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Building Your Own Multiple-Monitor Trading Station

A lot of readers of this column have asked for advice on how to connect multiple monitors to their PCs. Here's a long overdue explanation. Long overdue, because every serious trader gets to a point where one monitor just isn't enough.

Traders use multiple monitors in different ways. Some might put up several Level II screens at once in order to see all the bid bid and ask ask prices for each stock. Then they may place charts for those same stocks on still more monitors. And they might keep another monitor in reserve for chat and yet another for news.

Still other traders find they need more monitors as their experience grows, says John Chittenden, CEO of TriKinetic Technologies. Chittenden's Austin, Texas-based firm designs and builds trading computers. "If someone's trading and he's using CyBerTrader on two screens and that trader says 'I want to try out eSignal [a quote service] and I want to try out Preferred Trade [an online broker] for options; then, I want to load up an Excel spreadsheet,' that's not going to fit on a third monitor," he explains. "That person's going to need four monitors."

PCs and Graphics Cards

Veritable data Dirt Devils that they are, some traders find they can't live without eight or more monitors. To keep that many screens lit continuously, you need a fairly powerful, crash-resistant computer. At the very least we're talking about an 800 megahertz Pentium III with 256 megs of RAM. Ideally that system should come with Microsoft's industrial-strength version of Windows -- that is, Windows 2000 Professional -- factory installed. Resist the temptation to add other programs beyond what you absolutely need for trading. No games or online encyclopedias, in other words. Keeping your system lean and mean will minimize software conflicts that might lead to crashes.

Windows 2000 Pro supports up to 10 monitors. However, each of those monitors will require its own graphics processor, which is located on a separate graphics card. Graphics cards speed up the process of building the images you see on your computer screen -- everything from Windows dialog boxes to Web-based images to five-minute bar charts on the Nasdaq 100. The calculations needed to put up these images on your screen are done by the processors affixed to the cards. If a graphics card didn't handle all that grunt work, your computer's CPU would get the job. So you can see why a really speedy graphics card can accelerate your system by allowing the CPU to handle other tasks.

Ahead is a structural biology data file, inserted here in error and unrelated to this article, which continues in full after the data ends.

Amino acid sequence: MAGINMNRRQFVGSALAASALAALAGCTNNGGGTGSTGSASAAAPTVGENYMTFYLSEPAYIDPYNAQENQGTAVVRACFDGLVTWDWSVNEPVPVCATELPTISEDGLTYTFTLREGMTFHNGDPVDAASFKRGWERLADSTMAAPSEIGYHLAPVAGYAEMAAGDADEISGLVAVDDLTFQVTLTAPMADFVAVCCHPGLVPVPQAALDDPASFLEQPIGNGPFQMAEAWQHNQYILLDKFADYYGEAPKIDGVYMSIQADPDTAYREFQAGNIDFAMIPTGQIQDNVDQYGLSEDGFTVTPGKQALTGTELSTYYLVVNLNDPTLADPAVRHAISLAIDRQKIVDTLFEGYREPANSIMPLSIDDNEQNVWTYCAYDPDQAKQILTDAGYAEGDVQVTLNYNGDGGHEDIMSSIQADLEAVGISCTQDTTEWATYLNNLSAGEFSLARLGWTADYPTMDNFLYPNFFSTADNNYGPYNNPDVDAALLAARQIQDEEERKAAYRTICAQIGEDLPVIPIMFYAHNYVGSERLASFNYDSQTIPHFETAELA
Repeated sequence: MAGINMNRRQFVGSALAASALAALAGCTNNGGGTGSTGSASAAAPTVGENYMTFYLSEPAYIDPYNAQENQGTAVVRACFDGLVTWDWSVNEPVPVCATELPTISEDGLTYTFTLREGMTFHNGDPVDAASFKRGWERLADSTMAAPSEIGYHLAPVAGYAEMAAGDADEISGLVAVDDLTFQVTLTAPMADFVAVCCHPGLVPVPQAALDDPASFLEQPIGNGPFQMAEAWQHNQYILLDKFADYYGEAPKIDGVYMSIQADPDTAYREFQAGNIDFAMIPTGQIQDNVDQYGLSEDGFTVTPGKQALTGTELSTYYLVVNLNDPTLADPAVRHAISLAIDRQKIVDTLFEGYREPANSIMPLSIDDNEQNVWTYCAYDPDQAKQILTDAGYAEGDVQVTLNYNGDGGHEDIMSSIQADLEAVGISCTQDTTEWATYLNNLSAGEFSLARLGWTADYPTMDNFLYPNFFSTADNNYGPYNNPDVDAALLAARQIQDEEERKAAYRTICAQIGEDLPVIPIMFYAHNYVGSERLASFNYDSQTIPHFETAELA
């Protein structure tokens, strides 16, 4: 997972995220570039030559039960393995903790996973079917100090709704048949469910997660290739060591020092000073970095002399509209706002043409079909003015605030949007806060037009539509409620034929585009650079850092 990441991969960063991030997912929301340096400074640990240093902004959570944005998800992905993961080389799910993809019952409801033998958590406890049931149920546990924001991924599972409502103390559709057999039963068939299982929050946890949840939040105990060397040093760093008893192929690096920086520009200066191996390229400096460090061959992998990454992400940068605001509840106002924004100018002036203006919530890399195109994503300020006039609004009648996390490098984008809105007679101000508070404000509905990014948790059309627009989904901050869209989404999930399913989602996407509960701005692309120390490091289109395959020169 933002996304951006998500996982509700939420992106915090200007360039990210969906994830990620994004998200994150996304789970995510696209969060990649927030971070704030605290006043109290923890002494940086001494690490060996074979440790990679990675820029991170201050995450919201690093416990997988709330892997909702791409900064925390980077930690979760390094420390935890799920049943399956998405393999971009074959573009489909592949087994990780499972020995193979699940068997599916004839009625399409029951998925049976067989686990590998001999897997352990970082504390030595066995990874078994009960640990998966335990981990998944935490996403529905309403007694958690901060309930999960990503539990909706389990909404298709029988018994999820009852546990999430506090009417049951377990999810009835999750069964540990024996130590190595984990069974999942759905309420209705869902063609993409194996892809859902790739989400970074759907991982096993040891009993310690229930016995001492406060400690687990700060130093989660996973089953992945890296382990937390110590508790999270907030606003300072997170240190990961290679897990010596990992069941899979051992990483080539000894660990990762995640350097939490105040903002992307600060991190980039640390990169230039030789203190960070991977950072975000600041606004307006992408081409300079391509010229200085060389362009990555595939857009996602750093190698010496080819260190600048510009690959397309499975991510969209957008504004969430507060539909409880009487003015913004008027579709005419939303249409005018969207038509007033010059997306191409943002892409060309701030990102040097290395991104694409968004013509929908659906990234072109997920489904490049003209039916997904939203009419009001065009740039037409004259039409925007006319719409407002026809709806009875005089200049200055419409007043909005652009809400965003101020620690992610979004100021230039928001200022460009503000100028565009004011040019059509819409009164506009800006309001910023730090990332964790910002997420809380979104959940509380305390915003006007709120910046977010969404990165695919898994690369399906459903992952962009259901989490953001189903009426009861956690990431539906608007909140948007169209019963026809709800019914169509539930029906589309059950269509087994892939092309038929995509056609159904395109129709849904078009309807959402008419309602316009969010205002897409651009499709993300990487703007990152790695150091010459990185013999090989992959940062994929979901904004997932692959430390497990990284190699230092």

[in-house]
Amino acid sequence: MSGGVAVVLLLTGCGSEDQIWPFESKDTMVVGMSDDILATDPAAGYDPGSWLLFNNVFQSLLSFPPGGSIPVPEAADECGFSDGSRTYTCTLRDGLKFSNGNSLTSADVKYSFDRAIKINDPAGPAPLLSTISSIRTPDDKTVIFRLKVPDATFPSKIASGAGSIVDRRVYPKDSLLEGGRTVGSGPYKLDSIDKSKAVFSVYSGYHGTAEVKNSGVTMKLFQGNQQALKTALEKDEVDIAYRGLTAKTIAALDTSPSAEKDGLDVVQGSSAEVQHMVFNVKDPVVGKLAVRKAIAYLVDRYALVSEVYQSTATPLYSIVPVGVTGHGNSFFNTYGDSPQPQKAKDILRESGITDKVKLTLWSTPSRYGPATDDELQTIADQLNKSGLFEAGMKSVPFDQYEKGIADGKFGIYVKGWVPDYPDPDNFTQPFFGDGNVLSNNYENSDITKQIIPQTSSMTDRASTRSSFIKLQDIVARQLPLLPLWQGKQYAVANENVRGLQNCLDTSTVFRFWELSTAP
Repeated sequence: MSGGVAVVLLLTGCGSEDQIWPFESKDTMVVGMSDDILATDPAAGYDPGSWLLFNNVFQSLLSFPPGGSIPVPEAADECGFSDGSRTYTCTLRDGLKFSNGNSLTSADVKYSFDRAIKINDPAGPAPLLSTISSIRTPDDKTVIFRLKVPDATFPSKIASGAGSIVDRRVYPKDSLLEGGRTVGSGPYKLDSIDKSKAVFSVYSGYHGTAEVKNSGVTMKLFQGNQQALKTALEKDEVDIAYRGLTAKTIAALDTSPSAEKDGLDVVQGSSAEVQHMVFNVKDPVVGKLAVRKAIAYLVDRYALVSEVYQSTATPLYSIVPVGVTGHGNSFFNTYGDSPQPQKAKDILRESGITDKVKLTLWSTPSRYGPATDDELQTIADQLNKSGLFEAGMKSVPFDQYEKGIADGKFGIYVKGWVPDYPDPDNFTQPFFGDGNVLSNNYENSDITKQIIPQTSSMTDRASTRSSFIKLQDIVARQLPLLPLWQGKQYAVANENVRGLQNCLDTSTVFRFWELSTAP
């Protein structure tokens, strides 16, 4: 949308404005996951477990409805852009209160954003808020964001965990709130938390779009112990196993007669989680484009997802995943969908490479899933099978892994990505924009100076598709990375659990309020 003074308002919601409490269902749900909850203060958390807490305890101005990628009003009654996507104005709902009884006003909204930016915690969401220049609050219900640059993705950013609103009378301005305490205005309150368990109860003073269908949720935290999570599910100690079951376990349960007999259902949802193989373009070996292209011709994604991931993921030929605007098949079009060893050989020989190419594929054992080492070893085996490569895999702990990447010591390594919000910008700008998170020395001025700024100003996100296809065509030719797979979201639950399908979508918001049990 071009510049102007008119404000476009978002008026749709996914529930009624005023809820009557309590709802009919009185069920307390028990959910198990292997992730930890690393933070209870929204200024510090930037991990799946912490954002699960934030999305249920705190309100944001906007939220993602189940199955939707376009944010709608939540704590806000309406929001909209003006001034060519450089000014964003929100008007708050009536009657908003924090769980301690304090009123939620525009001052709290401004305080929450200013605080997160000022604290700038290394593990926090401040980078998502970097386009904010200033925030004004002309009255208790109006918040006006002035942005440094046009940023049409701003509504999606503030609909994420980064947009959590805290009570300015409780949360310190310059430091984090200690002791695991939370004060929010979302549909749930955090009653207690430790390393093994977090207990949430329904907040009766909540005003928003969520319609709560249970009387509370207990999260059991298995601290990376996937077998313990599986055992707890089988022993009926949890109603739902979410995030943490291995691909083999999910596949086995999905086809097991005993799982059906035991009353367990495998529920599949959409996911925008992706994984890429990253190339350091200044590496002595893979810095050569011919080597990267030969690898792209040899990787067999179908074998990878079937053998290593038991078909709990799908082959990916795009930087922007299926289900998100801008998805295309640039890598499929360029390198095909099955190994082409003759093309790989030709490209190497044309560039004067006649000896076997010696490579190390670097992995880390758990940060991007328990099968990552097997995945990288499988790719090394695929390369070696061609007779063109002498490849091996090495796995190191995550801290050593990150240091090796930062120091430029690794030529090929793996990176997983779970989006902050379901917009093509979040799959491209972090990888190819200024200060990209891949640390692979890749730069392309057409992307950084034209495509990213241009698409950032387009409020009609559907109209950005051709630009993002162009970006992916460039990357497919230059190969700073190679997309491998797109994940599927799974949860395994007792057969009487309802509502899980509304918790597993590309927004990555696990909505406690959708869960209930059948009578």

Store-bought computers aimed at gamers and multimedia enthusiasts often come bundled with high-end graphics cards capable of processing 3D information. But 3D capabilities are a waste on a trading computer, I'm told, because trading software packages are for the most part rendered in 2D.

Don't get me wrong. It's still a good idea to have a truly buff graphics card if you're running multiple monitors. You could opt for a separate graphics card for each monitor, or install one of several cards that let you plug in anywhere from two to four monitors each. Appian Graphics has a line of graphics cards that support four monitors each (cost: about $900). Another manufacturer, Matrox Graphics, sells cards that support two monitors for $500 to $800.

A multimonitor card is probably a better choice than a series of single cards because the latter can cause some configuration problems, particularly if they're all different brands and port out to different brands of monitors. Even if you're running two multimonitor cards in a system that contains, say, eight monitors, it's probably best to make them both the same brand.

A final note about graphics cards: In addition to a video processor, multimonitor cards let you specify the amount of video RAM you want. This is RAM that's dedicated to the task of putting up images on your computer screen. As with a graphics processor, it allows your computer's main memory to focus on other tasks. Some graphics cards manufacturers like to load up their cards with unneeded video RAM, though. "A video card with 64MB of Ram is just obscene overkill," says Faithe Wempen, a computer consultant and author of the book Upgrade Your PC in a Weekend (Prima, $19.99). Rule of thumb: Allow yourself four megs of dedicated video RAM per monitor. So, for example, if you were running eight monitors, two cards with 16 megs of RAM each should work out fine, even if you were running all eight monitors at a high resolution.

Monitors

The higher the resolution, the higher the price, of course. Yet, there's an excellent reason why traders should invest in quality high-resolution monitors, says Chittenden at TriKinetic. "If not, you're going to get headaches and eye aches, which is going to [make it hard for you to focus]," he says. That's a good point. Mess up on a trade just once because your vision's blurred, and you'll wish you'd paid an extra $500 for a decent screen.

Monitors come in two basic flavors, as you might know. CRT displays (that is, cathode ray tubes) are big and bulky, but plenty bright and relatively cheap. Flat screens are definitely more chic. They take up less space -- an issue if you're using four to six monitors -- although as a rule they're not as bright.

Let's talk CRTs first. First of all, size matters. So maybe go with 19-inch displays if you plan to use just two or three monitors. That will allow you to put up several windows at once on each monitor: maybe one window showing a graph of a stock, another showing a Level II quote display, with yet another window devoted to monitoring your entire portfolio moment to moment.